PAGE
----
Tehan: So, Minister, the Minister for Health Greg Hunt will be announcing those final details and he will make it very clear to all Australians exactly when the vaccine program will start, what day, how he’s working collaboratively and cooperatively with state and territory governments on the rollout. But, we are on track for the end of this month, the vaccines are leaving Europe. It’s a wonderful day to provide wonderful confidence to the Australian people, and, in particular, to the tourism industry and all those people who work in what is a 666,000 worker industry should be very happy today, because our recovery is really kickstarting again with this wonderful news.
Journalist: Can you tell us what the Federal Government is doing to help Australian exporters who have lost trade with China, due to a series of trade sanctions last year?
Tehan: So, there’s two key things we’re doing. Just before Christmas we announced the $70 million program to help those exporters be able to diversify their markets and that $70 million program is up and running and the second thing we’re doing is we’re looking for further opportunities for our exporters; and, in particular, looking for further free trade agreements, which help them get their exports into markets at a cheaper rate. And, only last night I was talking to the UK Minister for Trade Liz Truss about our free trade agreement with the UK. Tomorrow, I’ll be talking to the European Union Trade Minister about our free trade agreement negotiations with the European Union. And, what those free trade agreements will do is provide us with access to another 500 million consumers at cheaper rates for our exporters. So, we’re helping and supporting our exporters but we’re also, at the same time, improving the markets that they can get access to.
Journalist: You said you’re looking at ways to support tourism operators once JobKeeper ends. Would that include financial assistance, perhaps rebranded under some other scheme?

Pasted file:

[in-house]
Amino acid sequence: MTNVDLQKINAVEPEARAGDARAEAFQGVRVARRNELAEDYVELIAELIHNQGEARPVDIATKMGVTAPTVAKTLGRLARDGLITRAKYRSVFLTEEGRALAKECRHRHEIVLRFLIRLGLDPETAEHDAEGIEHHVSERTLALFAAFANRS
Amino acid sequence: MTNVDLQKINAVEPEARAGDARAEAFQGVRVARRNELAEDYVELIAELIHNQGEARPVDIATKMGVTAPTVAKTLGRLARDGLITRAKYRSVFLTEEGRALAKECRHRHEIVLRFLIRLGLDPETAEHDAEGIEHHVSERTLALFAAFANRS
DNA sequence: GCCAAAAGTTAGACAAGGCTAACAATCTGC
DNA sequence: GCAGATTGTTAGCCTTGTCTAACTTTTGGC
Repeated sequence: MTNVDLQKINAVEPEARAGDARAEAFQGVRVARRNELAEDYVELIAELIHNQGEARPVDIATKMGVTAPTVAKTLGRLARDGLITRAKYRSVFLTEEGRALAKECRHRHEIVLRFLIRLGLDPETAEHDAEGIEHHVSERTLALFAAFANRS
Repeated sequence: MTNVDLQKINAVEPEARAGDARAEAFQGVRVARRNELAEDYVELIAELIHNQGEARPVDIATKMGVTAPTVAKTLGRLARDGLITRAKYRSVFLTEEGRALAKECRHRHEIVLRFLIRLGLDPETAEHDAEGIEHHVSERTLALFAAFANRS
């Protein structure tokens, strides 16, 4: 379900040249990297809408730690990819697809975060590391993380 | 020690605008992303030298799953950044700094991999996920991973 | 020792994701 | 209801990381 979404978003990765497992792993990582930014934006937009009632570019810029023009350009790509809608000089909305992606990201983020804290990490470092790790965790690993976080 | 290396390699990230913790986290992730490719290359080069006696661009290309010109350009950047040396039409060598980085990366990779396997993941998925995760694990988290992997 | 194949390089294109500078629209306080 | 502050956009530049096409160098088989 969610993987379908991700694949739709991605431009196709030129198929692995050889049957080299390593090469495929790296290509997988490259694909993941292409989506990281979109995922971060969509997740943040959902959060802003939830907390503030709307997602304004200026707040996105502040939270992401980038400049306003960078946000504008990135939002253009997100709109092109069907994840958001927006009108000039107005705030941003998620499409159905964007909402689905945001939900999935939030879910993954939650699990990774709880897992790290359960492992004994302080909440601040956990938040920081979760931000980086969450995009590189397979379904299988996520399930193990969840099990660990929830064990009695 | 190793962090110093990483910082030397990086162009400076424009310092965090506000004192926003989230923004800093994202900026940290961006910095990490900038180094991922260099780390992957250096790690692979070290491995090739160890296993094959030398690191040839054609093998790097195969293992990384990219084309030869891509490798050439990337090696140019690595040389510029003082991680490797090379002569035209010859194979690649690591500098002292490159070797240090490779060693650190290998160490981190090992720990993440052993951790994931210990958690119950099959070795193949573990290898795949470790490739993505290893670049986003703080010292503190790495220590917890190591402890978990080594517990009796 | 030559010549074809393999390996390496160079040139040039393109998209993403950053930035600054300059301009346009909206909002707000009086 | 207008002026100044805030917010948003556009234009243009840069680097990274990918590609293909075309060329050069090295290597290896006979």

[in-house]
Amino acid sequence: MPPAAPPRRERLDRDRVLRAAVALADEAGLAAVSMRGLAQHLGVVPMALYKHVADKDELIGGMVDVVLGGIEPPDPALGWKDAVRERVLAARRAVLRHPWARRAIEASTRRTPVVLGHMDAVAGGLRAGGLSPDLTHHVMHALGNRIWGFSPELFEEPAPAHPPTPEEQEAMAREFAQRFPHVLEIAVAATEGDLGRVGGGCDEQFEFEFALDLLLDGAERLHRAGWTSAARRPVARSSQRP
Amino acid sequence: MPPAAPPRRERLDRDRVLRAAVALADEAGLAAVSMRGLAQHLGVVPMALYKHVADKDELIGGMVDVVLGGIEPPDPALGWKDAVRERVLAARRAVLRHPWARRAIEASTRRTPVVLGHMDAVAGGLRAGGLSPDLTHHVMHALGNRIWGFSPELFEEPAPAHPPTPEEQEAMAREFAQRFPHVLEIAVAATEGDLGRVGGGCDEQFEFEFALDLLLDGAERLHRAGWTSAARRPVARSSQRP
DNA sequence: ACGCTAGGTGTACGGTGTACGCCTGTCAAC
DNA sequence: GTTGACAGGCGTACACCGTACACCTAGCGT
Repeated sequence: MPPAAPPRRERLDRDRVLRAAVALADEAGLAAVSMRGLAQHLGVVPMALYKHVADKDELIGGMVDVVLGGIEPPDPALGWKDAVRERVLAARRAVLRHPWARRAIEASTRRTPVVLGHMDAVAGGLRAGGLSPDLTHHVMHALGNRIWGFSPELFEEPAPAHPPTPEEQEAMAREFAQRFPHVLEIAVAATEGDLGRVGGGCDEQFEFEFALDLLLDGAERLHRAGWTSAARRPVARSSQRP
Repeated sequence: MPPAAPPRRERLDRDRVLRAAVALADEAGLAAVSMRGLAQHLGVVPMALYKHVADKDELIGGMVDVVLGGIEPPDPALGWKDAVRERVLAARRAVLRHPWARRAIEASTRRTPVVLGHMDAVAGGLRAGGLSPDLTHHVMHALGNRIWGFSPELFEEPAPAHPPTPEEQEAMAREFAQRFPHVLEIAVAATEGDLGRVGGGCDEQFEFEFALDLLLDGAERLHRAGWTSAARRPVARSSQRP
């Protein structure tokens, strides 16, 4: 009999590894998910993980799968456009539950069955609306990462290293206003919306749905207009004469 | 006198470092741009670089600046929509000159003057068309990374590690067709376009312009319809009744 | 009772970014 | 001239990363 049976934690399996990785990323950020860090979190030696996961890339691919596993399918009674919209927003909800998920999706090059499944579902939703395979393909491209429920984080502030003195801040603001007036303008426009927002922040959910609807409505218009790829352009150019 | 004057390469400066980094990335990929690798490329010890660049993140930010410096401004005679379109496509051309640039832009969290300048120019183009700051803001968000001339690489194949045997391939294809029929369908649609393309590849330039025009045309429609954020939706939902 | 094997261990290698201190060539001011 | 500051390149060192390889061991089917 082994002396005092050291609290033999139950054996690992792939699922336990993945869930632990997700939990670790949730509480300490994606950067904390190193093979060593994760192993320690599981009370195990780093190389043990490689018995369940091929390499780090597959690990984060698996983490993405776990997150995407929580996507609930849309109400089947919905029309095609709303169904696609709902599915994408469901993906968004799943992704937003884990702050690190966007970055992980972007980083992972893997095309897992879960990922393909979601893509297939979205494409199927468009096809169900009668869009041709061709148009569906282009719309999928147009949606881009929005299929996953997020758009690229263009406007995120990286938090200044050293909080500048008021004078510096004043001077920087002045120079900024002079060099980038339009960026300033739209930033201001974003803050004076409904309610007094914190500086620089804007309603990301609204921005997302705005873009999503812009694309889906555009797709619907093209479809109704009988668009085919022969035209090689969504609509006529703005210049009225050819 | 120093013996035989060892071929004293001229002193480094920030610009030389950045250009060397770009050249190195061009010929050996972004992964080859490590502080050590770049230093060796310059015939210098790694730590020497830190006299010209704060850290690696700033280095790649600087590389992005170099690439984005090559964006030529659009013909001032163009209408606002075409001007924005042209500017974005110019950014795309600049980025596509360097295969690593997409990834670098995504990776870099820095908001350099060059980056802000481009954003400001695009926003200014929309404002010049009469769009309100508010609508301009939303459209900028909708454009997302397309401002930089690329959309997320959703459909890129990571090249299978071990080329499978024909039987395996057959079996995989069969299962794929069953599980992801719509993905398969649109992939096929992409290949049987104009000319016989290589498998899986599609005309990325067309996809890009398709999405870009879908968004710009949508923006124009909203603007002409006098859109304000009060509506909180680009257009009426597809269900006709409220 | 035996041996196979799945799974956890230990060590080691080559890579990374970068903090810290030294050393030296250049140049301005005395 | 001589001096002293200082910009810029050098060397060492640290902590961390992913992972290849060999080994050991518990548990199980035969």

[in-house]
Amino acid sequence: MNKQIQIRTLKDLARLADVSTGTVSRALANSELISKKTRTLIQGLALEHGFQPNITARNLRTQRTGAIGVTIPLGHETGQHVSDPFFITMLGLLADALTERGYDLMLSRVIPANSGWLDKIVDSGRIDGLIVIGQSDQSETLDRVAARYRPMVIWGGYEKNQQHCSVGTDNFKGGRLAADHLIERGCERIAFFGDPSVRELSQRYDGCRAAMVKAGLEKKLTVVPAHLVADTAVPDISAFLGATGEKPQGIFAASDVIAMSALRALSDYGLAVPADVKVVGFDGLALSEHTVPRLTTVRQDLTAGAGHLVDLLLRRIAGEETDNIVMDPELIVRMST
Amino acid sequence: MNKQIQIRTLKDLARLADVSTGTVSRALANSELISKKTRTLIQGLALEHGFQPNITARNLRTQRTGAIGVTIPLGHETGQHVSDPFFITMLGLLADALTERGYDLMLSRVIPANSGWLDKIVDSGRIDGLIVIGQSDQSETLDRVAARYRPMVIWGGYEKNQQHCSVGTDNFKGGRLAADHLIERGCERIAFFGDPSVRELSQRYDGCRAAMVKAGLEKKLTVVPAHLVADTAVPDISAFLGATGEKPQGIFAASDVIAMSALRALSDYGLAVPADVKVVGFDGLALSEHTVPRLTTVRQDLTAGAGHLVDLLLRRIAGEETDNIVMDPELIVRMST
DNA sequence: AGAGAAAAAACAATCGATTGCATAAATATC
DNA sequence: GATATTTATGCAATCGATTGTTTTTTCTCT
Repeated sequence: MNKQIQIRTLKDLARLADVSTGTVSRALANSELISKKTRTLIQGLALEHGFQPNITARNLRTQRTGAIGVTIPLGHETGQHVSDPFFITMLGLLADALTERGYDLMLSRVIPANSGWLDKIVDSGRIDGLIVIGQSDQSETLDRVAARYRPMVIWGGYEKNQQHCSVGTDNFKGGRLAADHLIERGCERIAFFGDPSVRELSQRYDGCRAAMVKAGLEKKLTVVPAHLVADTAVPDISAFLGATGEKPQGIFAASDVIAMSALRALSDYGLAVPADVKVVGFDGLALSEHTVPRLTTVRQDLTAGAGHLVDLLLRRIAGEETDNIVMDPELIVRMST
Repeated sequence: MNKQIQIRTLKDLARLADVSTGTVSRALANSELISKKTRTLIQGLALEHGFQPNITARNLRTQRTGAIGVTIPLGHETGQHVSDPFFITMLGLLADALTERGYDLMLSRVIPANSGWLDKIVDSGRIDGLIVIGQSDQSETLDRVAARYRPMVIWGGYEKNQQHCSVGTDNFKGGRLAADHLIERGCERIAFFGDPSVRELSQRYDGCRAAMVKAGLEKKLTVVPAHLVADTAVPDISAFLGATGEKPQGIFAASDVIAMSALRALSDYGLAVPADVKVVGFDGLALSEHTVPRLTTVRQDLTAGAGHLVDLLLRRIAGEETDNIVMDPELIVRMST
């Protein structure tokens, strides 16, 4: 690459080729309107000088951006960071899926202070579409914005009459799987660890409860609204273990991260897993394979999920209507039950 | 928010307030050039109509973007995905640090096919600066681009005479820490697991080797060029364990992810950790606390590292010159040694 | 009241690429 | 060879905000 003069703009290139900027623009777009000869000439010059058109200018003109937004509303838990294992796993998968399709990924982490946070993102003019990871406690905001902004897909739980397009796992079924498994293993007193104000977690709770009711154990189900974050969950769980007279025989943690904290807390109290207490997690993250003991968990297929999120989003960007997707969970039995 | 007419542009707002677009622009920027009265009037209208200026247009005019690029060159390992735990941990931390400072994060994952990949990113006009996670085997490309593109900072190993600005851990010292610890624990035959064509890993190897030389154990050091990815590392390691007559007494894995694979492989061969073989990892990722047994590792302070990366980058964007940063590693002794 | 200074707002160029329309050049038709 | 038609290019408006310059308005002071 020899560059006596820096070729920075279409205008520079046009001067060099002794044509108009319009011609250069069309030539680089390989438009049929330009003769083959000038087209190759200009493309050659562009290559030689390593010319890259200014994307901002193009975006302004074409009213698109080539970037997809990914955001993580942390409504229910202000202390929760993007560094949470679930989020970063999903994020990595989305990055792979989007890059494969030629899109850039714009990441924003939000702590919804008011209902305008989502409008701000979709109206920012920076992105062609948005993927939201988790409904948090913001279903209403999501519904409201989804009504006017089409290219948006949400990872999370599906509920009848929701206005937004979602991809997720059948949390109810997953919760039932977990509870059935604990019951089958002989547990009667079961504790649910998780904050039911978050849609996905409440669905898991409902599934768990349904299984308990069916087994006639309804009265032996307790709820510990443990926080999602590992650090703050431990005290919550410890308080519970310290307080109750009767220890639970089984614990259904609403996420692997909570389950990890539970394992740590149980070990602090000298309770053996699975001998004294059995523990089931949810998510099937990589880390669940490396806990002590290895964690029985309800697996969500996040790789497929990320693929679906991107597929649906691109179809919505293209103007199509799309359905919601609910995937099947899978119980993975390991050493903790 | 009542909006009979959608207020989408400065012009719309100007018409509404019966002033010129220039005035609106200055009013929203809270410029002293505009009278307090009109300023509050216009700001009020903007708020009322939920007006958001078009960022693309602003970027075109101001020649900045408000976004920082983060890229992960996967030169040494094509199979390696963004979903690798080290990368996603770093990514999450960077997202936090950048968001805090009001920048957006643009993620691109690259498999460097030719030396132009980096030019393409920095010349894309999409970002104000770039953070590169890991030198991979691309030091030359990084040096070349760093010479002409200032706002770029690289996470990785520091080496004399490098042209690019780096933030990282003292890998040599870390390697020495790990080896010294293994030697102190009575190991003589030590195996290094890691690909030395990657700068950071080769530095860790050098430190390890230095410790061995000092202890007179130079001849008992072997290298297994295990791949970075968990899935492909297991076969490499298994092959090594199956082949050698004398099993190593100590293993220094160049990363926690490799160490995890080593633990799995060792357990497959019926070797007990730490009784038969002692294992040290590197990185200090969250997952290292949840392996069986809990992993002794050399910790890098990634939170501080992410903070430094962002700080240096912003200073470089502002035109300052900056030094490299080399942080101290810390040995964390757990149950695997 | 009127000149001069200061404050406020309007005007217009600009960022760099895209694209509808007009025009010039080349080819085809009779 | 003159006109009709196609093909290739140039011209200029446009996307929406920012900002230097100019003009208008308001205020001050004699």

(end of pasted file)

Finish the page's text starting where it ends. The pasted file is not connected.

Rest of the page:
Tehan: So, we’re looking at all options. I’ve been very, very clear in going out and talking to the sector and to operators right across Queensland that I want to hear from them what their thoughts are, what their suggestions are. We’ve made it clear that JobKeeper is going to end at the end of the month, but I’ve really wanted to make sure that I’m out listening, trying to get suggestions, hear what the issues are. One thing that’s come to me loud and clear is that the snap border closures are killing confidence and killing confidence in people’s want to travel. And, so, one of the things they’ve pleaded with me is to keep talking to tourism ministers right across this nation and impressing upon them to make sure that their governments can have their contact tracing up to speed, their testing up to speed, so border closures become a last, last resort because, if we can get confidence back people will travel, and what the industry wants more than anything is tourists. And, that’s what we want to try and give to the tourism industry because if we can give the tourism industry tourists, then they can start earning the dollars they need to support the jobs that they support in the industry.
Journalist: Do you think the Queensland Premier has a point that places like the Gold Coast, the Whitsundays and the reef, they rely really heavily on international tourists that we’re not going to see for a long time?